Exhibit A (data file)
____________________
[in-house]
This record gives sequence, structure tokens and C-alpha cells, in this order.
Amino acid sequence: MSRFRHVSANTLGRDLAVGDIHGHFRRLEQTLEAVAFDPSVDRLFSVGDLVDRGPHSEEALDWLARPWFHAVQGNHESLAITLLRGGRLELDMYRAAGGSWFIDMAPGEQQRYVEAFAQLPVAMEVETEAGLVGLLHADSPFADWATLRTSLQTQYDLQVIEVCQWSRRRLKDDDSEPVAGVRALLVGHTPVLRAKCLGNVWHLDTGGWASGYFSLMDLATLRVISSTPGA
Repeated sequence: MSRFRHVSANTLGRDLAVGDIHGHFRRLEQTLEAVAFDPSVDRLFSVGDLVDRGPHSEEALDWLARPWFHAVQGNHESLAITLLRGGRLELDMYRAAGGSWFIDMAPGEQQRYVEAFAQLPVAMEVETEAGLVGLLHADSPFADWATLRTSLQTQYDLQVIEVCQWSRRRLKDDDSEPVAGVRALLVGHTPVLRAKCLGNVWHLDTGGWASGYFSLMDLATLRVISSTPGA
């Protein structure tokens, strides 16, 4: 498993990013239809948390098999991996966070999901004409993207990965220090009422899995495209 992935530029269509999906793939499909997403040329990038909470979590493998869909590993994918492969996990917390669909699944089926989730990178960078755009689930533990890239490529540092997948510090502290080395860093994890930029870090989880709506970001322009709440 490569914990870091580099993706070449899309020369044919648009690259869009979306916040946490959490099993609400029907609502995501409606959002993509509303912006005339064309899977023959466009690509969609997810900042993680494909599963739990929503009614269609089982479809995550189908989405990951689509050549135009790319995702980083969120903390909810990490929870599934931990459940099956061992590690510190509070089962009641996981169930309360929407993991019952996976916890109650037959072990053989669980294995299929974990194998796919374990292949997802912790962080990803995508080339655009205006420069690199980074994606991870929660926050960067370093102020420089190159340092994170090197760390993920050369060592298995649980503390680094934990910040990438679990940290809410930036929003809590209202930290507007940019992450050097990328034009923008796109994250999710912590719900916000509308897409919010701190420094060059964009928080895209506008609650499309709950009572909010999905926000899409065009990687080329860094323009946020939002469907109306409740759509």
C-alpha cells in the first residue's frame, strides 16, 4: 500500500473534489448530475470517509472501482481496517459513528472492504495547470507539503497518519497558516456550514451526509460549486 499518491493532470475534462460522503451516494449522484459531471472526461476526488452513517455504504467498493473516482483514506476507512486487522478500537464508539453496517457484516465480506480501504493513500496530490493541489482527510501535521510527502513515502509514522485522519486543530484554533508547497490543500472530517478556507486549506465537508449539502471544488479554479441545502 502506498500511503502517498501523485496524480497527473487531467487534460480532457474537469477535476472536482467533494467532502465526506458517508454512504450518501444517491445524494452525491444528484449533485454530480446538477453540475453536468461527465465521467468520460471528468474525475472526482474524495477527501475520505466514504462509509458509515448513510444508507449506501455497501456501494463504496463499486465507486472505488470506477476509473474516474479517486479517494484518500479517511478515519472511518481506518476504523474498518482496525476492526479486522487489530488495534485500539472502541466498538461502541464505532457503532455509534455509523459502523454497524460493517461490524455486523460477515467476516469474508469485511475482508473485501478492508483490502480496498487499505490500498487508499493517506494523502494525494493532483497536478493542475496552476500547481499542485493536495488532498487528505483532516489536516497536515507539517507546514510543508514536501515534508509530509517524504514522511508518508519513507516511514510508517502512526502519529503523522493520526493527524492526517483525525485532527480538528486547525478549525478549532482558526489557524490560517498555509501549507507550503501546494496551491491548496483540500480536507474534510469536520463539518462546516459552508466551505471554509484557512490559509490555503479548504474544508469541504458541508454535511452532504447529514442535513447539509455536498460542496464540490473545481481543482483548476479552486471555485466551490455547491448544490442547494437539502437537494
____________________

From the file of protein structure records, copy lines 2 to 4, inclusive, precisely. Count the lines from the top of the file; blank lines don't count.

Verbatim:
This record gives sequence, structure tokens and C-alpha cells, in this order.
Amino acid sequence: MSRFRHVSANTLGRDLAVGDIHGHFRRLEQTLEAVAFDPSVDRLFSVGDLVDRGPHSEEALDWLARPWFHAVQGNHESLAITLLRGGRLELDMYRAAGGSWFIDMAPGEQQRYVEAFAQLPVAMEVETEAGLVGLLHADSPFADWATLRTSLQTQYDLQVIEVCQWSRRRLKDDDSEPVAGVRALLVGHTPVLRAKCLGNVWHLDTGGWASGYFSLMDLATLRVISSTPGA
Repeated sequence: MSRFRHVSANTLGRDLAVGDIHGHFRRLEQTLEAVAFDPSVDRLFSVGDLVDRGPHSEEALDWLARPWFHAVQGNHESLAITLLRGGRLELDMYRAAGGSWFIDMAPGEQQRYVEAFAQLPVAMEVETEAGLVGLLHADSPFADWATLRTSLQTQYDLQVIEVCQWSRRRLKDDDSEPVAGVRALLVGHTPVLRAKCLGNVWHLDTGGWASGYFSLMDLATLRVISSTPGA